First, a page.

Knight Life: The UCF Turtle Team

Credit: MTP-186

It’s 9:30 p.m., the sun is down, and your shift is about to start. You put on your long pants, long-sleeved shirt, bug jacket and fanny pack with your nightly turtle kit. Out on the beach in Brevard County, in the Archie Carr National Wildlife Refuge, you’re starting your search for nesting female sea turtles. You’ll tag them, mark their nests and collect skin samples. When you’re done it’s about 2 a.m., just enough time for a quick nap before the morning shift at 6 a.m. Now it’s time to count how many sea turtles came up on the beach and to see if any of those marked nests hatched. For the ones that hatched a few days ago, you dig in the sand to find the eggs and count the number that hatched or didn’t. Sometimes you get really lucky and there are a few hatchling stragglers to release. This work continues until lunch time.

This is a small glimpse of what it’s like to be part of UCF’s Marine Turtle Research Group. Every year the UCF MTRG conducts research on sea turtle nesting and juveniles on Brevard County’s beaches and Indian River Lagoon. The program has been collecting data along 47 km of Central Florida’s beaches since 1982. Data from the MTRG were used to establish the U.S. Fish and Wildlife Service’s Archie Carr National Wildlife Refuge spanning southern Brevard County and northern Indian River County. All sea turtles are protected under the Endangered Species Act, due to reductions in population and threats to their survival.

The data the MTRG collects provides a snapshot of Florida and north Atlantic loggerhead and green turtle populations. Interns and grad students help tag and document where the turtles go and how many turtles are produced from Brevard County’s beaches—a region known as one of the most important sea turtle rookeries in the Western Hemisphere.

Credit: MTP-186

In addition to nesting beach work, the MTRG crew samples twice a month for juvenile turtles in the Indian River Lagoon. UCF’s in-water program is one of the longest ongoing in-water projects in the world. Erin Seney, Ph.D., part of the MTRG team since 2015 explains why this lagoon work is so important.

“Our work provides information primarily on teenager loggerhead and green turtles, allowing us to assess population trends and health of a different life stage,” she said. “UCF’s multiple life stage approach is especially valuable because it takes turtles 20 to 30 years to mature. We better understand species trends, habitat needs and potential threats.”

For the third time since the 1980s green turtle nest counts are higher than loggerhead nest counts in the refuge. Nest totals as of August 10 are: 20 leatherback nests, 9,039 loggerhead nests and 9,583 green turtle nests. The UCF students and graduate students carry out the strenuous but rewarding work from May through the end of October to help lock in data that helps support statewide index nesting programs and federal sea turtle stock assessments. Working with sea turtles sounds like a dream, but it isn’t easy. Ph.D. student Gustavo Stahelin outlines how being chosen as in intern works, and the process starts with a 10-minute presentation in upper-level undergraduate classes.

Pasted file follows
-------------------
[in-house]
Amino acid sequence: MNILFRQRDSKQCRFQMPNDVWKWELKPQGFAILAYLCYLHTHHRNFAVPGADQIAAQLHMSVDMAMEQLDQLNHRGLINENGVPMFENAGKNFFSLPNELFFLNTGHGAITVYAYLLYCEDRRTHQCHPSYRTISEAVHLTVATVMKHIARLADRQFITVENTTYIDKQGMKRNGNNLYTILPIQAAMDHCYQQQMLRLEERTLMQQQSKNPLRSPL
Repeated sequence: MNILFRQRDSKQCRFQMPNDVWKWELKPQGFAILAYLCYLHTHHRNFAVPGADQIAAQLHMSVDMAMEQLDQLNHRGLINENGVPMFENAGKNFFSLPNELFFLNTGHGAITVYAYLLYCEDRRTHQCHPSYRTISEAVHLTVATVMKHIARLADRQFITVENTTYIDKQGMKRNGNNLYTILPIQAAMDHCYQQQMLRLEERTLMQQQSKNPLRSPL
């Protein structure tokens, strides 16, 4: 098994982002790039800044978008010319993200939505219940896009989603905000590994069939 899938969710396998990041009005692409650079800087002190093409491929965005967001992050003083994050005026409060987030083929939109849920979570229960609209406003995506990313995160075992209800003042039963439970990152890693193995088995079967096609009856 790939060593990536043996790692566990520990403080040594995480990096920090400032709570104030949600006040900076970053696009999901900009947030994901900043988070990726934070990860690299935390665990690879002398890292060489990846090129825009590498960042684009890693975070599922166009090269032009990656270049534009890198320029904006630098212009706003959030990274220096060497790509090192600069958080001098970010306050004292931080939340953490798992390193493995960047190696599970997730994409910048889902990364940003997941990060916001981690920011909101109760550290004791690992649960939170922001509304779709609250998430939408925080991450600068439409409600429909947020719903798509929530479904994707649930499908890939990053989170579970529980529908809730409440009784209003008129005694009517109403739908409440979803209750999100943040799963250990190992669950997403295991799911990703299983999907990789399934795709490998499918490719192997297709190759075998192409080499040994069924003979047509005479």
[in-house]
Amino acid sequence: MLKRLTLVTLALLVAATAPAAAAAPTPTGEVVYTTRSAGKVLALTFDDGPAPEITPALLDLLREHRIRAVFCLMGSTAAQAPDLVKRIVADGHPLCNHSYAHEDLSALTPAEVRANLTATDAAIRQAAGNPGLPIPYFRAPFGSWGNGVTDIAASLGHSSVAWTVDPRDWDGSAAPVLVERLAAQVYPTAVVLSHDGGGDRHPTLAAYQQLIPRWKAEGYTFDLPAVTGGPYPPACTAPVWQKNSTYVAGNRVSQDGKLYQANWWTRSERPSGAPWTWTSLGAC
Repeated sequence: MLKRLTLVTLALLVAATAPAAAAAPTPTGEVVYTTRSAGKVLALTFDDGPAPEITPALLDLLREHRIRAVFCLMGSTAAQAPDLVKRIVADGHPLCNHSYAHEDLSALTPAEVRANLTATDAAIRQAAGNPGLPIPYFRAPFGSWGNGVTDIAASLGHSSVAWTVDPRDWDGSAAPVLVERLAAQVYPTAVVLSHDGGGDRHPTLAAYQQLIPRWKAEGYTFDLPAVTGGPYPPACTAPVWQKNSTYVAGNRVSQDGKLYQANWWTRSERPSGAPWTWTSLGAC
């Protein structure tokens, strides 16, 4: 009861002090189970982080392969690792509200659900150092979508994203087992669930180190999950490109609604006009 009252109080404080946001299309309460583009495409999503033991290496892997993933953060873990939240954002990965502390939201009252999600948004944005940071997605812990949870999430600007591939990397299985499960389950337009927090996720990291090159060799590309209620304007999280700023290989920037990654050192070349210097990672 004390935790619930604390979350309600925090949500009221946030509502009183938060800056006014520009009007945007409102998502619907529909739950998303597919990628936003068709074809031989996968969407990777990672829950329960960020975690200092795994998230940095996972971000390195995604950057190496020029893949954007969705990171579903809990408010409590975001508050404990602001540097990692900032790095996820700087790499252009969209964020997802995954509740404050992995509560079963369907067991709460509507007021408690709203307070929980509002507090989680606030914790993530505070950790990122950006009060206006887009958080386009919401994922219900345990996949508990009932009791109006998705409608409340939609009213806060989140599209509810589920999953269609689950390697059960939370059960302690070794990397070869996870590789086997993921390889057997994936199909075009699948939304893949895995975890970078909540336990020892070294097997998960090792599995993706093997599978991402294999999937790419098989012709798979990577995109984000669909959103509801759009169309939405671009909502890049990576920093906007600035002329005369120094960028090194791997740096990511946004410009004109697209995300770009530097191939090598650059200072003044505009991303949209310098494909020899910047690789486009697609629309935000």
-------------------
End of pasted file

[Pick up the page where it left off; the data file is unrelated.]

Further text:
“We explain what the internship is about and what to expect,” he said. “We interview those who are interested and during the interview we invite prospective interns to join us for some of our regular field work activities so they can get a better feel of what we do.”

After an application form and a cover letter, graduate students select 12 out of about 80 applications. The lucky dozen are selected to work with former interns and graduate students. Assistant professor of Biology, Kate Mansfield, Ph.D., directs the Martine Turtle Research Group. The group of 21 this summer was one of the best teams she’s seen.

Credit: G. Stahelin, MTP-186

“This year’s group as a whole have been amazing,” she said. “They work incredibly well together and are like a NASCAR pit crew when they work up turtles. This crew includes all the new interns, my grad students, plus a great crew of “returners”—interns who have been with us for at least a season.”

Not every student on the research team is studying turtles or aspiring to be a biologist. This year one of the returning interns is UCF alumna Lesly Cohen. She graduated in Spring 2017 with a bachelor’s degree in Biomedical Sciences. She’s been accepted to veterinarian school at Oregon State University, where she will attend beginning this fall.

Mitchel Meads is an incoming senior and is majoring in biology.

“I was born and raised in Orlando and I’ve spent most of my life in or around the ocean,” Meads said. “I have developed a very strong appreciation and connection the ocean’s importance to this planet and it’s inspired me to pursue a career directed toward saving our marine ecosystems.”

Even though the turtle crew are split up into groups, Stahelin can’t help but echo Mansfield’s praise.

“The type of work we do on the beach is extremely exhausting between weather and hours,” he said. “We never feel like we got enough sleep and it requires a lot of attention and concentration in small details about protocols. Despite all of that our team thrives, collecting an enormous amount of high-quality scientific data.”

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